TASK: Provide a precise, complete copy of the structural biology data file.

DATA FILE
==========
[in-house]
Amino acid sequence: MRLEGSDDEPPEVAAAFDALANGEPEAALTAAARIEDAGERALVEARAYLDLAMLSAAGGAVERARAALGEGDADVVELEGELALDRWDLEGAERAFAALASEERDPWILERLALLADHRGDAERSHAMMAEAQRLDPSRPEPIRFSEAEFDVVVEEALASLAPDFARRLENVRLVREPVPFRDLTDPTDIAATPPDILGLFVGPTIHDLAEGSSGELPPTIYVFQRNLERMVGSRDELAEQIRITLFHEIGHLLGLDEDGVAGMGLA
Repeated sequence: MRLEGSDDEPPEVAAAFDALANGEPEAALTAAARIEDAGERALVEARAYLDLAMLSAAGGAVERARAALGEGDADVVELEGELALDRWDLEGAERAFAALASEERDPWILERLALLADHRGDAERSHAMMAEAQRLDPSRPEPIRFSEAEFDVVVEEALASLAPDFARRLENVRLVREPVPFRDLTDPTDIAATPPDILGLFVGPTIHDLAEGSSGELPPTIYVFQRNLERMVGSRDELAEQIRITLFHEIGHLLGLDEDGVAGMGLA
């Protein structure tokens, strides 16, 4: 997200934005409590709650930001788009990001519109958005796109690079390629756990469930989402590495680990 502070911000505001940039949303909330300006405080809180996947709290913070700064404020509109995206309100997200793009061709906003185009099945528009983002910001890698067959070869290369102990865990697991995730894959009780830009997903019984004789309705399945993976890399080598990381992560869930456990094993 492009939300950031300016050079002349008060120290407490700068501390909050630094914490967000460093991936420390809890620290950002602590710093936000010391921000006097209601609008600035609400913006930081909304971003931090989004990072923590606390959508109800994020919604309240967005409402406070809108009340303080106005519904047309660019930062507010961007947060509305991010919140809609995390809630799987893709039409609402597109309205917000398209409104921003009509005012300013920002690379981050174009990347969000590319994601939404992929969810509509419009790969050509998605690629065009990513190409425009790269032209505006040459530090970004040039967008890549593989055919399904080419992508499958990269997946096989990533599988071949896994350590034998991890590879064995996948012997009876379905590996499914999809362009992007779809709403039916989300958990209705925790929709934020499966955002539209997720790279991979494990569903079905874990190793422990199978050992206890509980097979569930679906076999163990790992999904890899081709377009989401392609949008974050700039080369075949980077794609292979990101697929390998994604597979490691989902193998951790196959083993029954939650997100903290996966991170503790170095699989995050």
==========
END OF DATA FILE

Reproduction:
[in-house]
Amino acid sequence: MRLEGSDDEPPEVAAAFDALANGEPEAALTAAARIEDAGERALVEARAYLDLAMLSAAGGAVERARAALGEGDADVVELEGELALDRWDLEGAERAFAALASEERDPWILERLALLADHRGDAERSHAMMAEAQRLDPSRPEPIRFSEAEFDVVVEEALASLAPDFARRLENVRLVREPVPFRDLTDPTDIAATPPDILGLFVGPTIHDLAEGSSGELPPTIYVFQRNLERMVGSRDELAEQIRITLFHEIGHLLGLDEDGVAGMGLA
Repeated sequence: MRLEGSDDEPPEVAAAFDALANGEPEAALTAAARIEDAGERALVEARAYLDLAMLSAAGGAVERARAALGEGDADVVELEGELALDRWDLEGAERAFAALASEERDPWILERLALLADHRGDAERSHAMMAEAQRLDPSRPEPIRFSEAEFDVVVEEALASLAPDFARRLENVRLVREPVPFRDLTDPTDIAATPPDILGLFVGPTIHDLAEGSSGELPPTIYVFQRNLERMVGSRDELAEQIRITLFHEIGHLLGLDEDGVAGMGLA
């Protein structure tokens, strides 16, 4: 997200934005409590709650930001788009990001519109958005796109690079390629756990469930989402590495680990 502070911000505001940039949303909330300006405080809180996947709290913070700064404020509109995206309100997200793009061709906003185009099945528009983002910001890698067959070869290369102990865990697991995730894959009780830009997903019984004789309705399945993976890399080598990381992560869930456990094993 492009939300950031300016050079002349008060120290407490700068501390909050630094914490967000460093991936420390809890620290950002602590710093936000010391921000006097209601609008600035609400913006930081909304971003931090989004990072923590606390959508109800994020919604309240967005409402406070809108009340303080106005519904047309660019930062507010961007947060509305991010919140809609995390809630799987893709039409609402597109309205917000398209409104921003009509005012300013920002690379981050174009990347969000590319994601939404992929969810509509419009790969050509998605690629065009990513190409425009790269032209505006040459530090970004040039967008890549593989055919399904080419992508499958990269997946096989990533599988071949896994350590034998991890590879064995996948012997009876379905590996499914999809362009992007779809709403039916989300958990209705925790929709934020499966955002539209997720790279991979494990569903079905874990190793422990199978050992206890509980097979569930679906076999163990790992999904890899081709377009989401392609949008974050700039080369075949980077794609292979990101697929390998994604597979490691989902193998951790196959083993029954939650997100903290996966991170503790170095699989995050």